Friday, June 23, 2017

Islands of safety

Peter Levine calls the places we can go to in our body when processing trauma; islands of safety. In the stormy waters of trauma, it is easy to feel like you’re drowning in awful and frightening sensations when you start reconnecting with your body, which is why you need these islands of safety. Not only do they give you some respite from feeling dreadful, they also help you to discharge any trauma as they enable you to stay with it, bit by bit (called titration) so you can release it. See my previous post explaining the steps of pendulation in more detail.


In other words, these islands are your internal resources and this feels very empowering as they will continue to grow the more you learn to locate them and, as any traumas release, these islands will become larger and join up so your body will feel like a safer place to inhabit. If you can’t locate a place of relaxation, calmness or neutrality inside your body, use your external resources instead. This could be the presence of a kind friend, the warmth of a hand on your arm (or your own hand), music, a pet, a sunset, whatever allows you to pendulate between your pain and that resource. This will enable you to connect internally as you begin to feel stronger.

Sometimes when we’re tapping, we can tap with the intention of wanting to get rid of something. Now there’s nothing wrong with that and before you tap on any issue itself, you’re better off tapping on wanting to get rid of it first. Being totally and utterly honest always works better with EFT and you will see results much faster. Using exercises like pendulation along with tapping through any difficulties/frustrations you experience can work wonders in my experience.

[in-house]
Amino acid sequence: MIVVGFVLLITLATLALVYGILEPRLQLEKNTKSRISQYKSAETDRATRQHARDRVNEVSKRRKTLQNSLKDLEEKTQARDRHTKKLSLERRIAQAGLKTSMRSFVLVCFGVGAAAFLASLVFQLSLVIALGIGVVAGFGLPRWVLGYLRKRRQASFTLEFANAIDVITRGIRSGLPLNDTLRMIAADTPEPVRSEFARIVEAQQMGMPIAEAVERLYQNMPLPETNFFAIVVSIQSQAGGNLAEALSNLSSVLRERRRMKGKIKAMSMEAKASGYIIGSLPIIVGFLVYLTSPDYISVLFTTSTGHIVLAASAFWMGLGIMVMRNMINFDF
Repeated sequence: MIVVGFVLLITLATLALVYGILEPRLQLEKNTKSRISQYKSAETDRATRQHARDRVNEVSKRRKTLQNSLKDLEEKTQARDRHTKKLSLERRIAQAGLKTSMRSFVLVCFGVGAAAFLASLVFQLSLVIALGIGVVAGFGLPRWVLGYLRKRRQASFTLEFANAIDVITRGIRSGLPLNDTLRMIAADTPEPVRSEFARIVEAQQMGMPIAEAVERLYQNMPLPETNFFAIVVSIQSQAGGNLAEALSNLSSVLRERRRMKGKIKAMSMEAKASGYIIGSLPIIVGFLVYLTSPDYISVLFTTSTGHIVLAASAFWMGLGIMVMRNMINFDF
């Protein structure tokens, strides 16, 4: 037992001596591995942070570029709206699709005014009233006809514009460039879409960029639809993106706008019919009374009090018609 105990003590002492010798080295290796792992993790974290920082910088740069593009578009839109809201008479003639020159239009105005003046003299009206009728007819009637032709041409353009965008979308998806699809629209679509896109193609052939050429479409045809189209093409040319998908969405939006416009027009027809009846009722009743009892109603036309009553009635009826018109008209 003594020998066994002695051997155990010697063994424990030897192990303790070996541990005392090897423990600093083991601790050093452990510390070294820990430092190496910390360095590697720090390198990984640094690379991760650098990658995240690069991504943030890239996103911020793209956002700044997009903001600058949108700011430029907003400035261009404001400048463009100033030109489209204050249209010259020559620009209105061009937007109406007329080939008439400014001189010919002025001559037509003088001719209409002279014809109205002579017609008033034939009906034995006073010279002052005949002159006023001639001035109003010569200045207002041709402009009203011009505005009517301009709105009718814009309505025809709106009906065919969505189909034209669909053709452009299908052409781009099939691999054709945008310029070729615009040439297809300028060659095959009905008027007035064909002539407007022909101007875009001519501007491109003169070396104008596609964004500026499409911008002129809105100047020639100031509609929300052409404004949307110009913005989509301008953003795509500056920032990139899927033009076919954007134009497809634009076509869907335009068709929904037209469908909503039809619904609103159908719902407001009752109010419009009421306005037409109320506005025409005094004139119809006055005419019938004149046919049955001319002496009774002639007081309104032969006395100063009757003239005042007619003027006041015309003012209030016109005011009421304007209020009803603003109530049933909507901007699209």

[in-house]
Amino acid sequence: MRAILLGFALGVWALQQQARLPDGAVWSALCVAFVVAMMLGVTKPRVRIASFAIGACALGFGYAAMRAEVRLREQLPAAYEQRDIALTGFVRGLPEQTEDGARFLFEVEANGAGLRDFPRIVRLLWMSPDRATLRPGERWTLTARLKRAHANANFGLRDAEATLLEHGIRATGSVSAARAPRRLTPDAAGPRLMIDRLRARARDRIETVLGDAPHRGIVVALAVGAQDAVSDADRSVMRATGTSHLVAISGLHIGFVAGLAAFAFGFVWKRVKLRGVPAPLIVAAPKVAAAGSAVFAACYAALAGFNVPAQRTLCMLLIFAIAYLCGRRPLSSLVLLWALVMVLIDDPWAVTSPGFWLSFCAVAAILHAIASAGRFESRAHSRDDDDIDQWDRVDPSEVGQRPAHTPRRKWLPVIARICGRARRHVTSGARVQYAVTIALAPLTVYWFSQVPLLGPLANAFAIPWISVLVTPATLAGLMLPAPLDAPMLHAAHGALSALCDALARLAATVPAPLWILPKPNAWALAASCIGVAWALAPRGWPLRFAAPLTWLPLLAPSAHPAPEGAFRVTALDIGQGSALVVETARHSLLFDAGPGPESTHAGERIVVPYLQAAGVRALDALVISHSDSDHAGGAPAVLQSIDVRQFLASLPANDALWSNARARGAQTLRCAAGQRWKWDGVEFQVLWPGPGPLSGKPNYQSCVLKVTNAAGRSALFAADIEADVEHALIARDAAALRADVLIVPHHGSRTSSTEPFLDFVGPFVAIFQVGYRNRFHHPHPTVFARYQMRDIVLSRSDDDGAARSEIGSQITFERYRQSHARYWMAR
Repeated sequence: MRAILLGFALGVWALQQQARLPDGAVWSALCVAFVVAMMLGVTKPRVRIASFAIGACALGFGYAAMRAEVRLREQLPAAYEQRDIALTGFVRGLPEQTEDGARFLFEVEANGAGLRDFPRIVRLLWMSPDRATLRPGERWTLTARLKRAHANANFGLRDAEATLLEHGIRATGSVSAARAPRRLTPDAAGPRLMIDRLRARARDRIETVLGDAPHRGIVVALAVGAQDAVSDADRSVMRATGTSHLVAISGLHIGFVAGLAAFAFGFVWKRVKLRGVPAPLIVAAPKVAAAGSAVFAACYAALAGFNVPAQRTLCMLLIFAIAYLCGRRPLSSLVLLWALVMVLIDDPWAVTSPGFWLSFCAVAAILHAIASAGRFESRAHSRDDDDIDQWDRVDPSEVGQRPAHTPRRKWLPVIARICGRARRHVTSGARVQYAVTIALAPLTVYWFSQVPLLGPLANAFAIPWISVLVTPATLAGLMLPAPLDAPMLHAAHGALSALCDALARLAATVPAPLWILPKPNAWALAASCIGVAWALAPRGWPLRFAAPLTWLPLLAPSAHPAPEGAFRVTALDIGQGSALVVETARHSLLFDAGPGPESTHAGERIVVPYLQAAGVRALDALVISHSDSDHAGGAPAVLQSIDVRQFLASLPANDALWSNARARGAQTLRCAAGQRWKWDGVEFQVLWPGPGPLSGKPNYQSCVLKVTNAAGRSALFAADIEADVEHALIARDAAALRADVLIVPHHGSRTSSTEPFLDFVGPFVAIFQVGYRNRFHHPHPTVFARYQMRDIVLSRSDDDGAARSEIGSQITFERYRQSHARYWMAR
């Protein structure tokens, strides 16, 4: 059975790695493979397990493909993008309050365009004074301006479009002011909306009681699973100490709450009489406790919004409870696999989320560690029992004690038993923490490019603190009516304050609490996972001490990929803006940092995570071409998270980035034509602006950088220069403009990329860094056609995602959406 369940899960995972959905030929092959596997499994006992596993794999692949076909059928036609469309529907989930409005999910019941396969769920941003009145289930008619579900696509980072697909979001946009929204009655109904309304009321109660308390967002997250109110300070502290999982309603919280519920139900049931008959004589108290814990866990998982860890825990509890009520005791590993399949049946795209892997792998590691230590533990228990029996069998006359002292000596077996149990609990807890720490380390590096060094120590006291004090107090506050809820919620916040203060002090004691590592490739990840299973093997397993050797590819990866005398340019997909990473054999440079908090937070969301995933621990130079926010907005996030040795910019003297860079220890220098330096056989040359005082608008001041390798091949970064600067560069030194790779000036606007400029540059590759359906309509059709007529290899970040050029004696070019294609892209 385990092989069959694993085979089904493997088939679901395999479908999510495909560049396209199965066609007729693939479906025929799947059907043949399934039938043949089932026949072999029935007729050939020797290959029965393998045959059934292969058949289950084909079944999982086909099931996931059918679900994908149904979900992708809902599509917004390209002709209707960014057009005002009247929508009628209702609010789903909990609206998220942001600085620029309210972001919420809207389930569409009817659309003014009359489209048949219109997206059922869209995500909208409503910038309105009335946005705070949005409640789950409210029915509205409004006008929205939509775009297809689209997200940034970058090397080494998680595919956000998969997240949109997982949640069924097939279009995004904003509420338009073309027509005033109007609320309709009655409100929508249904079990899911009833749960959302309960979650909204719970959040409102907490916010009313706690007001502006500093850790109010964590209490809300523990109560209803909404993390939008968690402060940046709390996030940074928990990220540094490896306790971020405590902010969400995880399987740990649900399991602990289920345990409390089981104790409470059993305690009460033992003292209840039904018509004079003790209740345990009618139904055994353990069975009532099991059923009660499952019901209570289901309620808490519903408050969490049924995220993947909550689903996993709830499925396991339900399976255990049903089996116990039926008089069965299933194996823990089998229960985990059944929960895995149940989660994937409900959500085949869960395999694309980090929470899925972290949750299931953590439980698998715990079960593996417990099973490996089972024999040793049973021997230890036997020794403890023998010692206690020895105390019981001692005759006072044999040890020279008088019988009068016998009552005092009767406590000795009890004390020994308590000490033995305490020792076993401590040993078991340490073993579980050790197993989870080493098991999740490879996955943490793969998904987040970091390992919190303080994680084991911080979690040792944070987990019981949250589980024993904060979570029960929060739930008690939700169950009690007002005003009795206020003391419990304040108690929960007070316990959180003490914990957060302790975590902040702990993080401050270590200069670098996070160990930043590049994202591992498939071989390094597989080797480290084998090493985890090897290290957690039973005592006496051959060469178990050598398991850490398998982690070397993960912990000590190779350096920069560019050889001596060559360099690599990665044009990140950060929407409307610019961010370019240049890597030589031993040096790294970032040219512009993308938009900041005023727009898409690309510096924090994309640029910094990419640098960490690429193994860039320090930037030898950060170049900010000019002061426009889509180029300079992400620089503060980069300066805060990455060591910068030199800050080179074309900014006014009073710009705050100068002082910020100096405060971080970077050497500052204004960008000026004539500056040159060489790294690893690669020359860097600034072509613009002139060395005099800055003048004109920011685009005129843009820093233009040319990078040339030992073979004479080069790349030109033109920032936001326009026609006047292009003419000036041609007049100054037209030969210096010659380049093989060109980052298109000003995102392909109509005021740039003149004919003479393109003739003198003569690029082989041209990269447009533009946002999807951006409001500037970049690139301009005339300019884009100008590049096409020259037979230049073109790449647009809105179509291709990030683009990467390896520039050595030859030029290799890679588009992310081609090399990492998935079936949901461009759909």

Monday, June 05, 2017

Breaking things down into small chunks

When we’re feeling overwhelmed it’s really useful to be able to break the overwhelm down into small chunks. The smaller chunks are more manageable and allow us to approach our pain with less fear that it will completely swamp us.

The natural response to pain is to avoid and move away from it. But if we keep doing this, we end up with mountains of pain that can flood us just thinking about them. As the old saying goes, feeling is healing, so that’s what we need to do in small manageable doses.


An exercise that I have found really helpful for this is pendulation, which is taken from Peter Levine’s book, In an Unspoken Voice. Any exercise works better when you’re really tuned in or triggered, but first you need to have had some practice with any exercise to even think of doing it when you’re feeling upset.

Pendulation exercise:

1. Locate a sensation or emotion in your body that doesn’t feel good. 
2. Locate another place in your body that feels good, relaxed or neutral. This can be an elbow, a little toe etc.
3. Put your attention on the sensation/emotion that feels upsetting.
4. When it starts to get too much, switch your attention to the relaxed/neutral place and stay there for as long as you need to.
5. Go back to the difficult sensation/feeling when you’re ready and see how it feels.
6. Keep swinging your attention back and forth like this between the two places in your body.
7. Notice any signs of nervous system release like yawns, sighs, burps, stomach gurgling, slower breathing and so on.
8. Do this exercise for as long as feels comfortable, don’t push through it and if you find yourself feeling urgent or desperate, tap on it.

Peter Levine calls breaking things down into small chunks, titration. Smaller doses of pain are more manageable to process than big mountains that have accumulated throughout our lifetime.